Magmatic settings involving active volcanism are potential locations for economic geothermal systems due to the occurrence of high temperature and steam pressures. Indonesia, located along active plate margins, hosts more than 100 volcanoes and, therefore, belongs to the regions with the greatest geothermal potential worldwide. However, tropical conditions and steep terrain reduce the spectrum of applicable exploration methods, in particular in remote areas. In a case study from the Lamongan volcanic field in East Java, we combine field-based data on the regional structural geology, elemental and isotopic composition of thermal waters, and the mineralogical and geochemical signatures of volcanic rocks in exploring hidden geothermal systems. Results suggest infiltration of groundwater at the volcanoes and faults. After infiltration, water is heated and reacts with rocks before rising to the surface. The existence of a potential heat source is petrologically and geophysically constrained to be an active shallow mafic-magma chamber, but its occurrence is not properly reflected in the composition of the collected warmed spring waters that are predominantly meteoric in origin. In conclusion, spring temperature and hydrochemistry alone may not always correctly reflect the deep geothermal potential of an area.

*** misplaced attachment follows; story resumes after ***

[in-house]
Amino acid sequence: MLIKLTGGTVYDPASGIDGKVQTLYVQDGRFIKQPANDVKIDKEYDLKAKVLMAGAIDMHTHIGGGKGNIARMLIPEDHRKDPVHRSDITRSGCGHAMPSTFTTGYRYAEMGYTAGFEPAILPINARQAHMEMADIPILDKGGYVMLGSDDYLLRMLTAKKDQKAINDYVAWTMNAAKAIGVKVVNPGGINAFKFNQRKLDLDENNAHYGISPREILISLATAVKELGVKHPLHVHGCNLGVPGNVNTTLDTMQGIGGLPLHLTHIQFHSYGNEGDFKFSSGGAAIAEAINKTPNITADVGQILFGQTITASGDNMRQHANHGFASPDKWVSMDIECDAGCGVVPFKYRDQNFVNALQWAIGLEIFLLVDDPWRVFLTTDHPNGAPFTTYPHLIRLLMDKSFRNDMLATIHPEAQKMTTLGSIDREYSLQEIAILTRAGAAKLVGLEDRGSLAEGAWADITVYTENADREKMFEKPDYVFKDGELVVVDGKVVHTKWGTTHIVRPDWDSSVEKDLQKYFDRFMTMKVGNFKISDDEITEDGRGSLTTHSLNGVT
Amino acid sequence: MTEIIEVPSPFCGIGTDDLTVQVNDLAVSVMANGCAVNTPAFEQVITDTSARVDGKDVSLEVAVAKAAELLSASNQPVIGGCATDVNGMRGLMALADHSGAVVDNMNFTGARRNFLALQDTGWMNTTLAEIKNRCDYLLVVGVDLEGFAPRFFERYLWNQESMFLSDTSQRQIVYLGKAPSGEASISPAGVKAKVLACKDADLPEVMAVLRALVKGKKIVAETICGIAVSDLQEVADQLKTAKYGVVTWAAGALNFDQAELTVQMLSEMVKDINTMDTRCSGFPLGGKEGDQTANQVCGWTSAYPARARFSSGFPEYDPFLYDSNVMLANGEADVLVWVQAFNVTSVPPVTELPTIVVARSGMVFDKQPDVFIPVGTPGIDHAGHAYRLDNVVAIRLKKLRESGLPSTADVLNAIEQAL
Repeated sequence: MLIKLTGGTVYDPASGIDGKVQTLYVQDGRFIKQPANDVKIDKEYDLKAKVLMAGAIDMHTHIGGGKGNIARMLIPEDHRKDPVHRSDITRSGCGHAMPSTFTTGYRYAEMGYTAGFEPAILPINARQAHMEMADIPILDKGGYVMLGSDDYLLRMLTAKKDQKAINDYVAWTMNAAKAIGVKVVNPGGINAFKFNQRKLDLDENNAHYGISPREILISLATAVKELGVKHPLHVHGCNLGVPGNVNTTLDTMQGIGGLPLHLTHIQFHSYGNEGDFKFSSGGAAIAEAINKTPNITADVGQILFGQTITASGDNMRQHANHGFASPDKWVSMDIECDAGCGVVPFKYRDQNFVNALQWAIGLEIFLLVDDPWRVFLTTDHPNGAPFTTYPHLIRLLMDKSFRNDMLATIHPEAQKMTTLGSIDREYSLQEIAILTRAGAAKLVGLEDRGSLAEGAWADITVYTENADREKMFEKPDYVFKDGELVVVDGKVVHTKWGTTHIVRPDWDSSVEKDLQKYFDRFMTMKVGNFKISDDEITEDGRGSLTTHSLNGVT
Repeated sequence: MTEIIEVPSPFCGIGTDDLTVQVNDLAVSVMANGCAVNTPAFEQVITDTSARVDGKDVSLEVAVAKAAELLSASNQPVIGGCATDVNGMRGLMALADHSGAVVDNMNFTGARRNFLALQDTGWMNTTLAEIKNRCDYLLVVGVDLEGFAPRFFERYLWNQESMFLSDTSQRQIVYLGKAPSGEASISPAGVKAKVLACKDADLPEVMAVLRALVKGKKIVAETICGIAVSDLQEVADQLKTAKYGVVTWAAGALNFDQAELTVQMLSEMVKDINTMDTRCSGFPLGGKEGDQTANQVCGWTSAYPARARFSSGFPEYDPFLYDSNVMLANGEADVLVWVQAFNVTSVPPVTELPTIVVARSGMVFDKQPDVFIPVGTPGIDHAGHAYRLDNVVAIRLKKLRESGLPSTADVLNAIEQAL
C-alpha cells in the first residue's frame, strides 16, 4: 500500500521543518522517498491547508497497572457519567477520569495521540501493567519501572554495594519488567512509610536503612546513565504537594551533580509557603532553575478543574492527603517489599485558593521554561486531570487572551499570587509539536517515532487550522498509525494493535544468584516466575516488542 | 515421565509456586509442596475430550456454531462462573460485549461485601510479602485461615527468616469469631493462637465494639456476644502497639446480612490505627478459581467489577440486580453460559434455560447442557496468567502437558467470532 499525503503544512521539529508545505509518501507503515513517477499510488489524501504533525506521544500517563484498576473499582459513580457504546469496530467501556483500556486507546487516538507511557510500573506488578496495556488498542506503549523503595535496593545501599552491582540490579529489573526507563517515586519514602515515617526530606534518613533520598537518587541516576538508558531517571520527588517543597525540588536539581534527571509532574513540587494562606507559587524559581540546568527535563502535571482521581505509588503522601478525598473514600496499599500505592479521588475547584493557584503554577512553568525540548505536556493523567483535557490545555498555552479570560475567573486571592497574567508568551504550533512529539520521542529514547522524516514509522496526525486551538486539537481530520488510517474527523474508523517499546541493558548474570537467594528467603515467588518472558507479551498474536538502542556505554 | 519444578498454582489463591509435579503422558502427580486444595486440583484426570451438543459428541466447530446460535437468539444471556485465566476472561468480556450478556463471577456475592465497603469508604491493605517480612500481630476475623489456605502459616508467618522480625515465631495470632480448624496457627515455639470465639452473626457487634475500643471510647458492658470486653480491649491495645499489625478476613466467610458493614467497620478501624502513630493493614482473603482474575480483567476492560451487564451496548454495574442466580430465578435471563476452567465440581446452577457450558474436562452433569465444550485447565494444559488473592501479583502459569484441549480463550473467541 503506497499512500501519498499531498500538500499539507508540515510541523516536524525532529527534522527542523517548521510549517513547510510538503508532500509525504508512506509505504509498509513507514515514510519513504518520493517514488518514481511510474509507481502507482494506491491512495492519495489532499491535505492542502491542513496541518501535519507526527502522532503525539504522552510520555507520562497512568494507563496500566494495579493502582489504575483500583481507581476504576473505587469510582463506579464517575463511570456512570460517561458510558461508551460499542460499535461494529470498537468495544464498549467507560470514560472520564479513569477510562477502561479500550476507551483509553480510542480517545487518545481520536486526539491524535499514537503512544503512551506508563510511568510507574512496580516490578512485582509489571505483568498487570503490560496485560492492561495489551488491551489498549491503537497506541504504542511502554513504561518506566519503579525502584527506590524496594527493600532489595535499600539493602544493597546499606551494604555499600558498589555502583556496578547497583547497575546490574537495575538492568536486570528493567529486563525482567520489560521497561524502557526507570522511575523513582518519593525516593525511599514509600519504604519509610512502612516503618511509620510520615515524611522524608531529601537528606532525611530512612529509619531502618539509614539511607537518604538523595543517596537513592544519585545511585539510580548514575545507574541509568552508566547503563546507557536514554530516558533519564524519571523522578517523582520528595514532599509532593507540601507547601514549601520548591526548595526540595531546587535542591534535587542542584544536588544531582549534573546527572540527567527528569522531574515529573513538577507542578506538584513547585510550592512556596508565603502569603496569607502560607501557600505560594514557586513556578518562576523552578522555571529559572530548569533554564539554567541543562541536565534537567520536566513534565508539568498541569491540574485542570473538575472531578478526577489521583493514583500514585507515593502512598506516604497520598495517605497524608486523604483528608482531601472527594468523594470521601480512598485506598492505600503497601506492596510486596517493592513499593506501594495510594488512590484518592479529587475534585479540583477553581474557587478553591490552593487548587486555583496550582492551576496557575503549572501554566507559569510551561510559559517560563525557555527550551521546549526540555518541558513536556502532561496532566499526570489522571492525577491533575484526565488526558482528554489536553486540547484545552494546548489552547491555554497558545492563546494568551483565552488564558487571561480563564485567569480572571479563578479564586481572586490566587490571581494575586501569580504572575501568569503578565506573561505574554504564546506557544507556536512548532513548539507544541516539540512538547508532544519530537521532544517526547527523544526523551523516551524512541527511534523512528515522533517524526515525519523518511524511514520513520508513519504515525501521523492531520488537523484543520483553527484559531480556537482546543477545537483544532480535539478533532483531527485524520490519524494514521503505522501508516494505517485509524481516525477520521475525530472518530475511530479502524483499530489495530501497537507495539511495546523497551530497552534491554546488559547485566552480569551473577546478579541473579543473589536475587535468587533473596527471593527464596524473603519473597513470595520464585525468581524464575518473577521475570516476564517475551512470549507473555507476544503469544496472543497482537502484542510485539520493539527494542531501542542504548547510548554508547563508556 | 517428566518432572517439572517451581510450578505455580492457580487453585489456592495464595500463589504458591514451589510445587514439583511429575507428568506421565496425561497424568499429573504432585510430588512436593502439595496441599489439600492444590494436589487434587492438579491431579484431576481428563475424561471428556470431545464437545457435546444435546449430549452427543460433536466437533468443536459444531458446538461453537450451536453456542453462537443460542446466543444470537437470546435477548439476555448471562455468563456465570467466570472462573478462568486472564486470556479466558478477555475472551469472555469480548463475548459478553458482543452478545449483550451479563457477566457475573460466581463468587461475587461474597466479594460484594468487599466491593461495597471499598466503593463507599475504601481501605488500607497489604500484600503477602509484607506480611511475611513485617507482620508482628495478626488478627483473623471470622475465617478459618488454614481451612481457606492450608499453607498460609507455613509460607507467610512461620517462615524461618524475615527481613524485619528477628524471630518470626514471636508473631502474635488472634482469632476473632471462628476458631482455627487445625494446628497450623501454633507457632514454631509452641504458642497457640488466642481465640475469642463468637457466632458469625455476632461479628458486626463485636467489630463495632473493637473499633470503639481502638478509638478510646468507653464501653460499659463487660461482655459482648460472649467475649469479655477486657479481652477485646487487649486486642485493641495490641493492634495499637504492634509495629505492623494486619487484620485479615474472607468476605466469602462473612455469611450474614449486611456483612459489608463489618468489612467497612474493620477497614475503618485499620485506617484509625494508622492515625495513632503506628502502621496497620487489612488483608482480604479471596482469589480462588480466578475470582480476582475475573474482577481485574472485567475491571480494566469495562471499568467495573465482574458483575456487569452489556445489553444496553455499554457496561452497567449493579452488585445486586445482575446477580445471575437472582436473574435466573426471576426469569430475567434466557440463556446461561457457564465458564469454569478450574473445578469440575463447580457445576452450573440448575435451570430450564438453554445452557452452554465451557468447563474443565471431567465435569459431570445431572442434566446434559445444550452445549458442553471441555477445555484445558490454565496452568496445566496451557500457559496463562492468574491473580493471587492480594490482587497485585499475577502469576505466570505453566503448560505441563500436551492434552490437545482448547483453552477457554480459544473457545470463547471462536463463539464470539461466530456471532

|Number of pages||21|
|Publication status||Published - 2015|
- Geothermal exploration
- Hidden magmatic systems
- Rock petrology